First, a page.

Bitter-Sweet Starbucks

For many Britons, Starbucks (SBUX) is just one of a few large coffee companies on the market. However, in many countries, it is the frontrunning, if not the only, coffeehouse chain. Moreover, in the UK, there are roughly 16 Starbucks locations for every one million people, whereas, in the US and Canada, the number is over three times this. Indeed, Starbucks is the world’s largest coffeehouse chain, boasting a substantial 95 billion USD market capitalisation, as well as over 300,000 employees worldwide and a presence in over 80 countries. But Starbucks has been suffering of late; the company’s stock price has fallen by more than 30% since the start of the year, their latest earnings call has divided analysts, and recent press has been mixed. Nevertheless, Starbucks remains a top-tier company with a well-established business model and an instantly recognisable brand. Investors should keep an eye on Starbucks’ stock in the coming months. 

On the 23rd of February, the Seattle-based coffeehouse chain released its fiscal first-quarter earnings report. Immediately, analysts were divided; the company reported impressive revenues of 8.1 billion USD, up about 19% year-on-year. However, the coffee-kingpin missed its all-important earnings expectations by 0.08 USD per share and, in struggling with inflationary pressures, saw its operating margin fall from 15.4% to 15.1%. All in all, Starbucks’ stock value lost roughly 3% on the 23rd and has seen a further 7.7% dip since. Moreover, the company has been battling with serious stock shortages for some time. Referencing supply chain issues, Starbucks’ COO John Culver admitted that the company expected difficulties to persist in 2022. The firm also seems to have been left with little choice but to pass inflationary pressures on to customers, recently issuing their third price hike since October 2021. 

Additionally, the company has found itself in the news of late. Perhaps most worryingly, their response to recent unionisation attempts has been met with widespread criticism. Internally, Starbucks calls its baristas ‘partners’. This label is technically apt, as, in their first two years, Starbucks’ workers receive restricted stock units (RSUs) of company stock, a practice that started in 1991. However, RSUs do not carry voting rights and Starbucks employees have been more and more vocal about their poor treatment and detachment from management. Stores in New York and Arizona have already successfully voted to unionise and over 100 locations around the US are scheduled to follow suit, including branches in the Starbucks hometown of Seattle. It is the company’s response, however, that is garnering the most attention from investors and media alike. The coffeehouse has opted for an anti-union stance, expressing their conviction that “we are better together as partners, without a union between us”, a decision which some institutional investors such as Trillium Asset Management have urged the company to reverse.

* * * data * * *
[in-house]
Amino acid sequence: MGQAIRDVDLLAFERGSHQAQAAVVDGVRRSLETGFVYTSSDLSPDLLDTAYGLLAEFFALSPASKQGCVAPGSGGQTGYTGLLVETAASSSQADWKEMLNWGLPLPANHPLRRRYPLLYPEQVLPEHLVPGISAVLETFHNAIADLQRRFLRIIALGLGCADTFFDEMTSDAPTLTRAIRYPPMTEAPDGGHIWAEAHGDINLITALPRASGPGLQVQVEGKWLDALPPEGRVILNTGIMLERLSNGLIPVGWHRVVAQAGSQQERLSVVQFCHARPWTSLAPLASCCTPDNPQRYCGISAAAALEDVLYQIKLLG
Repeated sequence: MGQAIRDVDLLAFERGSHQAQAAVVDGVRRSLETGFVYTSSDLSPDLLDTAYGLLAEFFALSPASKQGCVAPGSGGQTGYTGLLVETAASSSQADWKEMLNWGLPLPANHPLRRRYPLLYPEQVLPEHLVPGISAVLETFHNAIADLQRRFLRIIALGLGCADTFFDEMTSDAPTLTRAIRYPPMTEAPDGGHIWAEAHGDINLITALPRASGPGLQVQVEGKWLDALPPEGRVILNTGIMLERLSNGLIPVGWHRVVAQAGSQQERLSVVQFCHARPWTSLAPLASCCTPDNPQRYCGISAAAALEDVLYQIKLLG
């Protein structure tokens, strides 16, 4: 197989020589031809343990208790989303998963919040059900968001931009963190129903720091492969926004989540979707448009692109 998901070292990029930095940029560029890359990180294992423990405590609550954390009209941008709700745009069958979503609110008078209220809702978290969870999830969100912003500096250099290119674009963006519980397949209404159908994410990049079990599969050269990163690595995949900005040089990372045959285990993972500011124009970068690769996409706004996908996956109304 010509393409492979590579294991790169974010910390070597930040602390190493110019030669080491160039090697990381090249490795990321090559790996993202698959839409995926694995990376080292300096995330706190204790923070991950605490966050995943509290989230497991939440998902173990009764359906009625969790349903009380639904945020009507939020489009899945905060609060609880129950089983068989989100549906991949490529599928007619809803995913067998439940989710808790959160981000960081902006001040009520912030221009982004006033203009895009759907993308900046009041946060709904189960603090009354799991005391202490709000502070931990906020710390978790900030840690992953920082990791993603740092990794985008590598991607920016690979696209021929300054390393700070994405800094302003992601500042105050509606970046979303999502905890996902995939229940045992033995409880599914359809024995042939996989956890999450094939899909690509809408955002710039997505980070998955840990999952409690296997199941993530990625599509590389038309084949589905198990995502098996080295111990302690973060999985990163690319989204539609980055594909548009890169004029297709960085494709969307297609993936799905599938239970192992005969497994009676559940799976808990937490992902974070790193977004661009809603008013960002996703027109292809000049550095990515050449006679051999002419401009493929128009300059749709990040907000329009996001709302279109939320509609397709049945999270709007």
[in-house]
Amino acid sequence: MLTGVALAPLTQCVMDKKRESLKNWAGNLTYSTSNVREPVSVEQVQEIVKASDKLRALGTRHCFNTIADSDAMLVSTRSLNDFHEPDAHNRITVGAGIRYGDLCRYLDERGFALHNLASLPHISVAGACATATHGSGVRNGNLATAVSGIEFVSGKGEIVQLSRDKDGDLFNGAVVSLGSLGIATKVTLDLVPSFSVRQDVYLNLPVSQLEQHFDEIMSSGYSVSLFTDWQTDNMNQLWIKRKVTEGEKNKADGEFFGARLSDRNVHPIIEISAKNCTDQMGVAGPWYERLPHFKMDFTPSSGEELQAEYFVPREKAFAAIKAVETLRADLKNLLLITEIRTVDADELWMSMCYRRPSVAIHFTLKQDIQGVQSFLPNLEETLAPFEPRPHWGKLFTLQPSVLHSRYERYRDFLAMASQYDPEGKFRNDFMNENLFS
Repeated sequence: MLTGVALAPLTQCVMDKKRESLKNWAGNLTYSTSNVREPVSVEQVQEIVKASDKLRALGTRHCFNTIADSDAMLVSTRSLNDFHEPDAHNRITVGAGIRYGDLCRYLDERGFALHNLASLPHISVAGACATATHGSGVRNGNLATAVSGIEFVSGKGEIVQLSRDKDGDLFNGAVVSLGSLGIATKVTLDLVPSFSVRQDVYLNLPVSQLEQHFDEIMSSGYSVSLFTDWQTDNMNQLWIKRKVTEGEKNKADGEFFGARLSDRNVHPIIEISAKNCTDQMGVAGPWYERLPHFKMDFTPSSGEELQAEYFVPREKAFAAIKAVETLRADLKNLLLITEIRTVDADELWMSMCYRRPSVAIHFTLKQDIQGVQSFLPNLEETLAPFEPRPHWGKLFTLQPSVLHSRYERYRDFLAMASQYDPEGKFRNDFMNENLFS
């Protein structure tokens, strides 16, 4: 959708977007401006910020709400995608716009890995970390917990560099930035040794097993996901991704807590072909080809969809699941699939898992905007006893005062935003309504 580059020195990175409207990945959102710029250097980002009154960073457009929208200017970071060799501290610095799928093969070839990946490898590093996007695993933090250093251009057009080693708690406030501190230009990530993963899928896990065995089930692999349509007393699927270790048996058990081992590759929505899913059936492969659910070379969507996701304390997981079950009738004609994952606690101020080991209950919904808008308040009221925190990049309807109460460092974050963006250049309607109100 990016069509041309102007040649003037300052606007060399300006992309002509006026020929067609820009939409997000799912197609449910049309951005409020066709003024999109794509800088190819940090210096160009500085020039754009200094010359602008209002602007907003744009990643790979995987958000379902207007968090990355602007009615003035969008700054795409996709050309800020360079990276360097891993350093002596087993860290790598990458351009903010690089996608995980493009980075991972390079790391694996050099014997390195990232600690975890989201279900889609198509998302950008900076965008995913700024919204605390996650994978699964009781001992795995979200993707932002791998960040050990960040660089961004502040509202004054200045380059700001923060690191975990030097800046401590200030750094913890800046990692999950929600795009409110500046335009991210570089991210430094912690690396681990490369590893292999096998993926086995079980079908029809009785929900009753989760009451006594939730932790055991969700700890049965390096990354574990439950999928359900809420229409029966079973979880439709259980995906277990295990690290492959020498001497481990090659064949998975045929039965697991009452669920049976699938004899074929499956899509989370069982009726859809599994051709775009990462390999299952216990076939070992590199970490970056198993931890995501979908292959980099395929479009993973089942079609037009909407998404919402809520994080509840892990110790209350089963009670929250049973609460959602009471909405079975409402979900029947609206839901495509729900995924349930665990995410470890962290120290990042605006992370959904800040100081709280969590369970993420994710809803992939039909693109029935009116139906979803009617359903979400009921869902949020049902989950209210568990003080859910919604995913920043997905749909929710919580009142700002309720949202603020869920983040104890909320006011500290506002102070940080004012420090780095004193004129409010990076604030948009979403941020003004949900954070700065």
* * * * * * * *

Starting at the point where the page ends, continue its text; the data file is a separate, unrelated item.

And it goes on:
Despite this, some see Starbucks’ apparent fall from grace as transitory. Earlier this month, for example, Forbes estimated that the company’s revenues would increase a further 10% over the fiscal year. They also predicted increases of over 10% in earnings and net income, valuing Starbucks’ stock at 118 USD per share. If this were the case, then the company would appear to be undervalued by roughly 30%, given its current stock price of 82.73 USD. This view may have something to it. Starbucks’ price to earnings ratio of 22.31 is almost half that of its major US competitor, Dunkin’ Donuts. Nor are Forbes the only ones to see the potential. In late 2021, Trefis, an investment research firm, estimated that Starbucks was worth 124 USD per share and Morningstar, another investment research firm, analyst Sean Dunlop recently argued that “investors [were] over-discounting near-term pressures”. Starbucks certainly can weather the storm; despite their willingness to take on debt, the company has an impressive record of financial prudence, a healthy balance sheet, and a loyal customer base who have not been deterred by recent price rises. The last time shares in the company fell to this level turned out to be a great buying opportunity, as the stock rallied post-pandemic to trade at its highest ever price of 125.97 USD per share. 

Therefore, despite the current questions around the company’s performance and ability to deal with supply chain pressures, investors may do well to keep an eye on the coffee giant. Undoubtedly, Starbucks shares are starting to look cheap, and the company has demonstrated the ability to bounce back in the past. However, their capacity to cope with supply chain issues and keep prices down despite inflation will be tested in the coming months. Accordingly, the company’s next earnings call, likely in late April, will be telling. 

By Jenny Enow-Akpa

Sector Head: Robert Armstrong-Jones